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Suresh Textiles Vs. Income-tax Appellate Tribunal, Delhi Bench c and anr. - Court Judgment

LegalCrystal Citation
SubjectDirect Taxation
CourtAllahabad High Court
Decided On
Case NumberCivil Miscellaneous Writ Petition No. 481 of 1976
Judge
Reported in[1978]114ITR680(All)
ActsConstitution of India - Article 226
AppellantSuresh Textiles
Respondentincome-tax Appellate Tribunal, Delhi Bench "c" and anr.
Appellant AdvocateV.K. Burman, Adv.
Respondent AdvocateAshok Gupta, Adv.
Excerpt:
- .....for an adjournment on the ground of illness of the assessee's accountant. on that date, the tribunal passed an order stating: 'received after hearing. somebody should have appeared in court. rejected.' the petitioner then made an application for setting aside the order under the inherent powers of the tribunal. this application was dismissed by the tribunal on april 2, 1976. it held that though the appeal was heard by the tribunal on 12th november, 1975, yet it passed the order on 1st december, 1975. even during this interval the assessee did not take care to find out the fate of its adjournment application. in the next place, it found that since the assessee had not produced the account books, it was not understandable how the accountant's presence was material for the hearing of.....
Judgment:

Satish Chandra, C.J.

1. Aggrieved by the order passed by the Income-tax Officer, the petitioner filed an appeal before the Income-tax Appellate Tribunal. 12th November, 1975, was fixed for its hearing. When the appeal was called for hearing no one appeared on behalf of the assessee. The Tribunal chose to proceed on with the hearing. It heard the departmental representative and disposed of the appeal on merits.

2. After the hearing of the appeal, the Tribunal received a telegram purporting to be from the petitioner praying for an adjournment on the ground of illness of the assessee's accountant. On that date, the Tribunal passed an order stating: 'Received after hearing. Somebody should have appeared in court. Rejected.' The petitioner then made an application for setting aside the order under the inherent powers of the Tribunal. This application was dismissed by the Tribunal on April 2, 1976. It held that though the appeal was heard by the Tribunal on 12th November, 1975, yet it passed the order on 1st December, 1975. Even during this interval the assessee did not take care to find out the fate of its adjournment application. In the next place, it found that since the assessee had not produced the account books, it was not understandable how the accountant's presence was material for the hearing of the appeal and one of the partners or even their counsel could have appeared and argued the appeal. On these grounds, the application was dismissed.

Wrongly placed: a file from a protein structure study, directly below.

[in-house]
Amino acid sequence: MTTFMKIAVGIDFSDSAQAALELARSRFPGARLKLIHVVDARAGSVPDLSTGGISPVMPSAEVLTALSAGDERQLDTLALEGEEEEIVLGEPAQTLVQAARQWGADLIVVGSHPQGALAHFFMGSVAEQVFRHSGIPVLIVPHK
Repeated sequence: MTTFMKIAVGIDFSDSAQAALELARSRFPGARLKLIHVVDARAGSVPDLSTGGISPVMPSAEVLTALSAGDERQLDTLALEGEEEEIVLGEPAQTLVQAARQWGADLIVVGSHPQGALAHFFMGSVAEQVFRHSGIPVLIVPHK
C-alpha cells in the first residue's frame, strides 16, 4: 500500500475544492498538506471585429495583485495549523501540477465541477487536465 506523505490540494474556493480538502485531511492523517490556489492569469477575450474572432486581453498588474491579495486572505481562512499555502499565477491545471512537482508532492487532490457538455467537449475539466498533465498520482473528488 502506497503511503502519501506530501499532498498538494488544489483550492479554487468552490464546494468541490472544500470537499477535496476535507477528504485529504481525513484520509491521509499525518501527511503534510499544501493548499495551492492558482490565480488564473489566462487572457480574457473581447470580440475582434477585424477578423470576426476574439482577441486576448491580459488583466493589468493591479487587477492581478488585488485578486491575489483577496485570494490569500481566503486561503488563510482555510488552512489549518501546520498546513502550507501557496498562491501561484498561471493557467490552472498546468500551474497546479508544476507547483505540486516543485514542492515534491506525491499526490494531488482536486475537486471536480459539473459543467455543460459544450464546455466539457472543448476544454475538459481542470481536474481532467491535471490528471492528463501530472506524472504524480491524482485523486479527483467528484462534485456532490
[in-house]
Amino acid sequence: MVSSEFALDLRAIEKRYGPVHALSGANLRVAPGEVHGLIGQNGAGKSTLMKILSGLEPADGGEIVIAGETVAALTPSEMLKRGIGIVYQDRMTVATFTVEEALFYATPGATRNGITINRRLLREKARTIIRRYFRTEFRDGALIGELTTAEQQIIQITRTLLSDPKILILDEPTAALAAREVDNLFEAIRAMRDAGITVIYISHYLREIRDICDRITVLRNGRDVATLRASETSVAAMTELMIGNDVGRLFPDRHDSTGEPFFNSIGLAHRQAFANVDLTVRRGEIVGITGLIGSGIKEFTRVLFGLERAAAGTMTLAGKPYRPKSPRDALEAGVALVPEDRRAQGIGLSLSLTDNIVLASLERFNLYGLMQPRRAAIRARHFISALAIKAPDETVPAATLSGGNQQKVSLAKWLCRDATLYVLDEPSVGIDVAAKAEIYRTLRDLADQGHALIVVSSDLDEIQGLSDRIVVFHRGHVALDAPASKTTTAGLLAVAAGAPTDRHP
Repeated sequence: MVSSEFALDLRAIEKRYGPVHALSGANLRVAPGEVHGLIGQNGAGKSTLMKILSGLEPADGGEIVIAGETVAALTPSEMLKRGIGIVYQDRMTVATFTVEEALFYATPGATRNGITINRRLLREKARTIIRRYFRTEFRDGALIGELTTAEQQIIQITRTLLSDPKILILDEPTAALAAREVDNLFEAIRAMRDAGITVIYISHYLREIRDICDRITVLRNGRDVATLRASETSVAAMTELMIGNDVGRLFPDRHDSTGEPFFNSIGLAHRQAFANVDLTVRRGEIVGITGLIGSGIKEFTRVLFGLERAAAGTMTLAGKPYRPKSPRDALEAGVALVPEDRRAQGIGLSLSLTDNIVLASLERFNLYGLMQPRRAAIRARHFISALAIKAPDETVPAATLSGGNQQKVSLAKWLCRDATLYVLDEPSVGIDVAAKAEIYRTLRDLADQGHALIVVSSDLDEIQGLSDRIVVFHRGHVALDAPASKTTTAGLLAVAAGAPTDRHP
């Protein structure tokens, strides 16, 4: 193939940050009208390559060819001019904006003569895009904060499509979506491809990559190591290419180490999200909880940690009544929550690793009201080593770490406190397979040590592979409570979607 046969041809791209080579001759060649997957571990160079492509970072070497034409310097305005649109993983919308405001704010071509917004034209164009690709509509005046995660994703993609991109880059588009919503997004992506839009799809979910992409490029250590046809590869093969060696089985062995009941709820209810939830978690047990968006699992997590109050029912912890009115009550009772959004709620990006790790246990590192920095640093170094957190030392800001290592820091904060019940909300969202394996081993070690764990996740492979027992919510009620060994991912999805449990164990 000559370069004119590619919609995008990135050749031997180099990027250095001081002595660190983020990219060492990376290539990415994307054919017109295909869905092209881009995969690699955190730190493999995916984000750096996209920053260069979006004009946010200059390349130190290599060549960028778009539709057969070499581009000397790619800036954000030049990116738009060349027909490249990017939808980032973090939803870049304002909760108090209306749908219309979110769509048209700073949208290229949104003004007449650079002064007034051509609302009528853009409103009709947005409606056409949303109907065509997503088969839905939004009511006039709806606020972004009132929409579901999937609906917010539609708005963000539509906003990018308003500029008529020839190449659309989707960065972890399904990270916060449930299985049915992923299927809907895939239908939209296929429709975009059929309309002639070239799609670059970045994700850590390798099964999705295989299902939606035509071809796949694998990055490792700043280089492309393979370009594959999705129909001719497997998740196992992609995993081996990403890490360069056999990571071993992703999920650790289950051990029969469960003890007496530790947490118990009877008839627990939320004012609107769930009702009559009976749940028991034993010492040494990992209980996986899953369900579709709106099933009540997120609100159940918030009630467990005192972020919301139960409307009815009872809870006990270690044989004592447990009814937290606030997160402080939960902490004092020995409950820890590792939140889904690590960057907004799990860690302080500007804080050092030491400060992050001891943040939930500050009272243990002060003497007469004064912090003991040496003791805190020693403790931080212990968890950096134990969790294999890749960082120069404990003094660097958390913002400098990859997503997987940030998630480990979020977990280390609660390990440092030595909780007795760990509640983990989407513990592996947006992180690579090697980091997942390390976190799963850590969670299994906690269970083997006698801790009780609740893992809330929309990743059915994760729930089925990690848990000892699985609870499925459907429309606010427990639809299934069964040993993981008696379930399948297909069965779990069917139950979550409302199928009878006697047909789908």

3. Aggrieved, the assessee has come to this court under Article 226 of theConstitution. We find no substance in this petition. Both the groundsgiven by the Tribunal for refusing to restore the case are relevant andcogent. Moreover, the petitioner invoked the inherent jurisdiction of theTribunal. That admittedly is a discretionary jurisdiction. Under thecircumstances it cannot be said that the order refusing to restore the casesuffers from any manifest error of law so as to entitle this court tointerfere.

4. The petition has no substance and is accordingly dismissed with costs.


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